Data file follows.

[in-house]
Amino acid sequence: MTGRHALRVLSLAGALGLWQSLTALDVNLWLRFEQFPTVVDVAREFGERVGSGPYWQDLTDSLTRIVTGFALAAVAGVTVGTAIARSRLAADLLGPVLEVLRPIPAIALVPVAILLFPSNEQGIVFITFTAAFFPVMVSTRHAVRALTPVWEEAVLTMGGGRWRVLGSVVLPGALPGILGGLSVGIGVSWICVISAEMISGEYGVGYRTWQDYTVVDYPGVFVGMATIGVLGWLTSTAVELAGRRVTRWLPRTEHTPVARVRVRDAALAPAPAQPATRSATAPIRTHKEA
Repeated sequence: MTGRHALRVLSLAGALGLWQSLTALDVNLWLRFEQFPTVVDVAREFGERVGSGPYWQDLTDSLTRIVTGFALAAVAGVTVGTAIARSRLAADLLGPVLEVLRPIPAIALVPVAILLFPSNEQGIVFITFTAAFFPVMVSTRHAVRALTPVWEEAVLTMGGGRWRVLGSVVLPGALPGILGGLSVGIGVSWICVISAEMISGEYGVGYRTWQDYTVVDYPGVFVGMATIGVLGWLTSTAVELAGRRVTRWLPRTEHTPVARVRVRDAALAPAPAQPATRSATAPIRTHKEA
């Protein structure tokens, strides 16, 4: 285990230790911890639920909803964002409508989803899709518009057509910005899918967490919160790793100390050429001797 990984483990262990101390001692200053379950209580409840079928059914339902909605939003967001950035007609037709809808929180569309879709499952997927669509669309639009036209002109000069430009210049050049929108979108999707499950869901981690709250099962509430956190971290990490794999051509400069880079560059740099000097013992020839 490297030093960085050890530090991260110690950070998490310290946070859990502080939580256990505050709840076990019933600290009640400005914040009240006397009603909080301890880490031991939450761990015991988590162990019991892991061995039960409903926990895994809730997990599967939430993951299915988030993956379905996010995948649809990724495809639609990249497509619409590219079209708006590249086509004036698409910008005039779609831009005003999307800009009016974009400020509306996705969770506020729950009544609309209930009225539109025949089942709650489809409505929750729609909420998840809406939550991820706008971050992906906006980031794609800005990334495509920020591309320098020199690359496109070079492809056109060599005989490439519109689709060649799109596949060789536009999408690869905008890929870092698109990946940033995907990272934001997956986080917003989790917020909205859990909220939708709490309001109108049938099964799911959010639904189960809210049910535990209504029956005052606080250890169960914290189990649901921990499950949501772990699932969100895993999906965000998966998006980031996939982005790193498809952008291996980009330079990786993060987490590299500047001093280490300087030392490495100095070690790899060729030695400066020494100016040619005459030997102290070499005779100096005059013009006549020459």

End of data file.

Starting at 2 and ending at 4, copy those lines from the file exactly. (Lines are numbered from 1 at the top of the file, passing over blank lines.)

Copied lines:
Amino acid sequence: MTGRHALRVLSLAGALGLWQSLTALDVNLWLRFEQFPTVVDVAREFGERVGSGPYWQDLTDSLTRIVTGFALAAVAGVTVGTAIARSRLAADLLGPVLEVLRPIPAIALVPVAILLFPSNEQGIVFITFTAAFFPVMVSTRHAVRALTPVWEEAVLTMGGGRWRVLGSVVLPGALPGILGGLSVGIGVSWICVISAEMISGEYGVGYRTWQDYTVVDYPGVFVGMATIGVLGWLTSTAVELAGRRVTRWLPRTEHTPVARVRVRDAALAPAPAQPATRSATAPIRTHKEA
Repeated sequence: MTGRHALRVLSLAGALGLWQSLTALDVNLWLRFEQFPTVVDVAREFGERVGSGPYWQDLTDSLTRIVTGFALAAVAGVTVGTAIARSRLAADLLGPVLEVLRPIPAIALVPVAILLFPSNEQGIVFITFTAAFFPVMVSTRHAVRALTPVWEEAVLTMGGGRWRVLGSVVLPGALPGILGGLSVGIGVSWICVISAEMISGEYGVGYRTWQDYTVVDYPGVFVGMATIGVLGWLTSTAVELAGRRVTRWLPRTEHTPVARVRVRDAALAPAPAQPATRSATAPIRTHKEA
């Protein structure tokens, strides 16, 4: 285990230790911890639920909803964002409508989803899709518009057509910005899918967490919160790793100390050429001797 990984483990262990101390001692200053379950209580409840079928059914339902909605939003967001950035007609037709809808929180569309879709499952997927669509669309639009036209002109000069430009210049050049929108979108999707499950869901981690709250099962509430956190971290990490794999051509400069880079560059740099000097013992020839 490297030093960085050890530090991260110690950070998490310290946070859990502080939580256990505050709840076990019933600290009640400005914040009240006397009603909080301890880490031991939450761990015991988590162990019991892991061995039960409903926990895994809730997990599967939430993951299915988030993956379905996010995948649809990724495809639609990249497509619409590219079209708006590249086509004036698409910008005039779609831009005003999307800009009016974009400020509306996705969770506020729950009544609309209930009225539109025949089942709650489809409505929750729609909420998840809406939550991820706008971050992906906006980031794609800005990334495509920020591309320098020199690359496109070079492809056109060599005989490439519109689709060649799109596949060789536009999408690869905008890929870092698109990946940033995907990272934001997956986080917003989790917020909205859990909220939708709490309001109108049938099964799911959010639904189960809210049910535990209504029956005052606080250890169960914290189990649901921990499950949501772990699932969100895993999906965000998966998006980031996939982005790193498809952008291996980009330079990786993060987490590299500047001093280490300087030392490495100095070690790899060729030695400066020494100016040619005459030997102290070499005779100096005059013009006549020459």